“We are trying to determine what the costs are of this ourselves as a province,” Pedersen said. “We’re dealing with the same issues that the municipalities are in terms of jurisdiction and costs in terms of policing costs, in terms of health costs, enforcement.”
Michael Legary, who represented Manitoba Finance’s priorities and planning secretariat Nov. 28 in Brandon, acknowledged municipal concerns, saying that the provincial-federal split is “not desirable.”
The province is still consulting on how to handle legalization costs, he said.
Numbers on financial benefits are, likewise, up in the air, Legary said.
“From a modelling point of view, there’s retail economic spinoffs for each municipality,” he said. “There is the federal licensed producer regime; there’s a number of agriculture rural opportunities that are going to be created and then the development of product, the edibles, the oils, things that are 18-24 months out.”
Legary says the province will be revisiting its cannabis framework in the next 60-75 days.
The province is also asking potential pot retailers to submit business plans by Dec. 22. Pedersen says many of the unknowns municipalities are concerned by will be filled in once those applications are reviewed.
The province announced its “hybrid” marijuana strategy in early November, slotting itself in as a distributor to private retailers.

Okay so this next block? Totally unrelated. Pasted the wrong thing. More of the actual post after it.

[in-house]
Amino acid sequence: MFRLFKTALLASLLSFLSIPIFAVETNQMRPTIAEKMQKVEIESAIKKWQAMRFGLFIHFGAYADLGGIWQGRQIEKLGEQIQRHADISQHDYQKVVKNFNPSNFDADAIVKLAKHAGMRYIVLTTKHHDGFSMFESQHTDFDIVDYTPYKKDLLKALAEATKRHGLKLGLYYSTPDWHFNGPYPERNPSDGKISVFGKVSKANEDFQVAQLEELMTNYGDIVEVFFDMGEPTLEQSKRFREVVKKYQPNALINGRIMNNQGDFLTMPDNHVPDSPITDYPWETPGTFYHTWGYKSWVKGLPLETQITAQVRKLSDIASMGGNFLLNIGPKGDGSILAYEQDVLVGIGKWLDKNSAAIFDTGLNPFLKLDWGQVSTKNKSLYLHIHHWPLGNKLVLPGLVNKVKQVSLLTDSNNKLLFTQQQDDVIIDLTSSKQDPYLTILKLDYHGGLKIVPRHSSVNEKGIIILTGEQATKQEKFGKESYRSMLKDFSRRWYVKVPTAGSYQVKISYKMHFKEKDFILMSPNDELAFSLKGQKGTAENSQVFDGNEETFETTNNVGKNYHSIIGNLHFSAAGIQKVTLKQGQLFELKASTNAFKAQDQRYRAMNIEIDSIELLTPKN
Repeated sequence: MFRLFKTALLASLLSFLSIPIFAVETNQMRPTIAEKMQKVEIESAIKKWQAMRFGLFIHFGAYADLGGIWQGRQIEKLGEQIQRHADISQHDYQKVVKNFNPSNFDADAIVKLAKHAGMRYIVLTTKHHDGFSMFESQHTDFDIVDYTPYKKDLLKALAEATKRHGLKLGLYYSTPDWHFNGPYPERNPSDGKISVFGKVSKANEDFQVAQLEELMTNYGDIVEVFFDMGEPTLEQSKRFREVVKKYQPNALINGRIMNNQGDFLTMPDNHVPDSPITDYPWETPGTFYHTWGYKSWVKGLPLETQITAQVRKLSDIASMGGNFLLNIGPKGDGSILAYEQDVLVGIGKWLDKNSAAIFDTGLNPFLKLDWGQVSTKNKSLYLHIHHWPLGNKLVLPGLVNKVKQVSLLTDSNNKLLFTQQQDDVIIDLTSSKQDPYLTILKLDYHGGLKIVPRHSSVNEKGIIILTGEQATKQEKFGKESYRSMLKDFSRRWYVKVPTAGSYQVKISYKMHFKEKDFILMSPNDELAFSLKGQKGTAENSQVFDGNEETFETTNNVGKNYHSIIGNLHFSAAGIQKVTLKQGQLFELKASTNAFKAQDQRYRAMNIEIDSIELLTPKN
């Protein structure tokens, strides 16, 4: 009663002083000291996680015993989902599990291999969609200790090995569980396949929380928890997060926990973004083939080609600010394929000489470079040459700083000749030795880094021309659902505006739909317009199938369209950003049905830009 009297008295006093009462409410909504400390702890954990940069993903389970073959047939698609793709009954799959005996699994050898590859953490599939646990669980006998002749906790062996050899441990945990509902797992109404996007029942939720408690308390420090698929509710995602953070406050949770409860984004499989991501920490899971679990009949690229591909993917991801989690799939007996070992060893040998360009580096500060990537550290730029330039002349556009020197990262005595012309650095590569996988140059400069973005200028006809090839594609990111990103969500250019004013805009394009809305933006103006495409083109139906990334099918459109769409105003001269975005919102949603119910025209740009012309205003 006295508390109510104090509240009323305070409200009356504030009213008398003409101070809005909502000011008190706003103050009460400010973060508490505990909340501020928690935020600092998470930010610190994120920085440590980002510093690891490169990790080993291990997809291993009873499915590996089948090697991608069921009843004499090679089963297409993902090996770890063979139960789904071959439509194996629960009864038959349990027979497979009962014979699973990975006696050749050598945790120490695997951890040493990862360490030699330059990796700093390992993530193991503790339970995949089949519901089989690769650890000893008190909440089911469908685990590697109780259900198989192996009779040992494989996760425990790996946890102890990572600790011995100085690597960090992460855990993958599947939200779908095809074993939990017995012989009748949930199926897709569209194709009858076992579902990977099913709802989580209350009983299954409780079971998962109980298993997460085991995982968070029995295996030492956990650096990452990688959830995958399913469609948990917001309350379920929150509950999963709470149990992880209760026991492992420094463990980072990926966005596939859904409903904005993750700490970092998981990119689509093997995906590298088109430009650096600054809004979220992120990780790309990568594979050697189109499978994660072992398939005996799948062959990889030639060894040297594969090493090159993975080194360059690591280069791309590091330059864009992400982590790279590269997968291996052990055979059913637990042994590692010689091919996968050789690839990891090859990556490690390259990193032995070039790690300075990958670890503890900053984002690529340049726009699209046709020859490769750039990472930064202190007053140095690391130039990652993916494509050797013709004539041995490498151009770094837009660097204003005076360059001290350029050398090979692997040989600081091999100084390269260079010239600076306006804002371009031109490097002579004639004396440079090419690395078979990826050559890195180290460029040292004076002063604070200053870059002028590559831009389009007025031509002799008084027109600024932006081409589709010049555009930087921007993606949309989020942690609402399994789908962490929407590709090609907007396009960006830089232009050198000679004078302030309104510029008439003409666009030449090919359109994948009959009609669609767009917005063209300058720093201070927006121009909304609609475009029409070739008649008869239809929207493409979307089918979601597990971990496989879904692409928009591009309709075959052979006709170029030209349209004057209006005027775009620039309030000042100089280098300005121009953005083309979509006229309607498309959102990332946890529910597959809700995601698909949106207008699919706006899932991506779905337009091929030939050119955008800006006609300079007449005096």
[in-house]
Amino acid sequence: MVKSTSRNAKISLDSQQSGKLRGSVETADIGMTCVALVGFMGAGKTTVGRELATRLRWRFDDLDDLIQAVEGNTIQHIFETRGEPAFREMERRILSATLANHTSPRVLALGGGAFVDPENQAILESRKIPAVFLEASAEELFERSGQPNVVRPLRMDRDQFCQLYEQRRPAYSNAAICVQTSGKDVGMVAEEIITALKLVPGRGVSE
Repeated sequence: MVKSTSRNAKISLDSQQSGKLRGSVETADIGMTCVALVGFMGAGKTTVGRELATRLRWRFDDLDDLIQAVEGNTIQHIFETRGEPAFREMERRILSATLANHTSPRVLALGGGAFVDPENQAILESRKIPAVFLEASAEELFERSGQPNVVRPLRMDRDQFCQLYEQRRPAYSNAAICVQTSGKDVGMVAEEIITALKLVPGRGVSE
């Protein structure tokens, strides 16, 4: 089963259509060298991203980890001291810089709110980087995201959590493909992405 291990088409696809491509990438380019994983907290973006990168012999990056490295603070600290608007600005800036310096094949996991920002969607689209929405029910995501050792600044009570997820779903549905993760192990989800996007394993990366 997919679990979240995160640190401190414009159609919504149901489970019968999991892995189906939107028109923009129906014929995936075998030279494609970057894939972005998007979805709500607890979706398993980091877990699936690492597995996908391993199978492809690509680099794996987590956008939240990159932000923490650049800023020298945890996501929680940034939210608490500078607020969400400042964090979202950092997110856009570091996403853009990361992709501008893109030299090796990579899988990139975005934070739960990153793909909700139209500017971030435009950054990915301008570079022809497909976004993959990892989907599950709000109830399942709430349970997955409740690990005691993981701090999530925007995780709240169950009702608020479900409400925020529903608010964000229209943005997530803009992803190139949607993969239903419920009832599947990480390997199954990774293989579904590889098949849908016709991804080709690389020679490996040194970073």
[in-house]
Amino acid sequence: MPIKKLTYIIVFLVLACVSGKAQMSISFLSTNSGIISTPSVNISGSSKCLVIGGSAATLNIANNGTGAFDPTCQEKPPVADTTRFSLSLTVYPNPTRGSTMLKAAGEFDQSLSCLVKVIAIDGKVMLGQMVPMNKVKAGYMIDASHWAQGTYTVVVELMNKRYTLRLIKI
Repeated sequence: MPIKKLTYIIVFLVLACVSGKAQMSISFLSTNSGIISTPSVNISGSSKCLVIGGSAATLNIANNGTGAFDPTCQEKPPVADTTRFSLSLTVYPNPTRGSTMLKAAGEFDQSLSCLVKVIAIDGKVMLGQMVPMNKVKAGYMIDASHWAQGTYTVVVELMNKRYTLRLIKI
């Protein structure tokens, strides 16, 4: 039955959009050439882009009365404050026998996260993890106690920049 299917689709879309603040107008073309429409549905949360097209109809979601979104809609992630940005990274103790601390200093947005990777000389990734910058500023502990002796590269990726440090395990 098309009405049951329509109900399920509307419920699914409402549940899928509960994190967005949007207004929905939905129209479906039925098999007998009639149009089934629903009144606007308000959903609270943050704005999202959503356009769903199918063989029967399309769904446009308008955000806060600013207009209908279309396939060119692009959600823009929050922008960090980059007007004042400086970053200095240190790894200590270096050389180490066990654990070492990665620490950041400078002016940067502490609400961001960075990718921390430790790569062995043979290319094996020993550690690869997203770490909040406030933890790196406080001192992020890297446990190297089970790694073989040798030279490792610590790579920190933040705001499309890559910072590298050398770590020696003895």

Under the plan, the Manitoba Liquor and Gaming Authority will regulate marijuana sales, storage, distribution and retail while Manitoba Liquor and Lotteries will handle supply. Legary says Liquor and Gaming Authority regulations should be in place by the end of January 2018.
The province argues that municipalities have greater control under its model, while critics have accused the province of off-loading the issue onto local governments.
“We’re asking,” Pedersen said. “We’re reaching out to them. We want to make sure that the municipalities want to have this because it is, ultimately, in their jurisdiction.”
Pedersen says no municipalities have outright denied legal cannabis sales.
Fehr, however, says more information is needed on distribution and testing for those over the legal limit of marijuana while driving and took exception with regulations that do not preclude someone with a record for illegal marijuana to apply as a retailer.
Other municipalities have been more open to legal pot. Ed Rempel of the Municipality of Macdonald tagged legal cannabis as an economic opportunity.
The Municipality of Macdonald councillor asked the province to hone in on Manitoba-grown cannabis to keep any economic benefits flowing back into the local economy.
That will be a “key element” of the province’s plan, Legary responded Nov. 28.
Two licensed suppliers currently operate in Manitoba and another seven are in the queue to become licensed, Legary said.
The province hopes to have 90 per cent of Manitobans within half an hour of a legal marijuana retailer within two years of legalization, a bar that would require 35-45 stores, assuming all municipalities buy in.
The province also says it hopes to have a stable and open market within three years and displace 50 per cent of the illegal marijuana market within two years.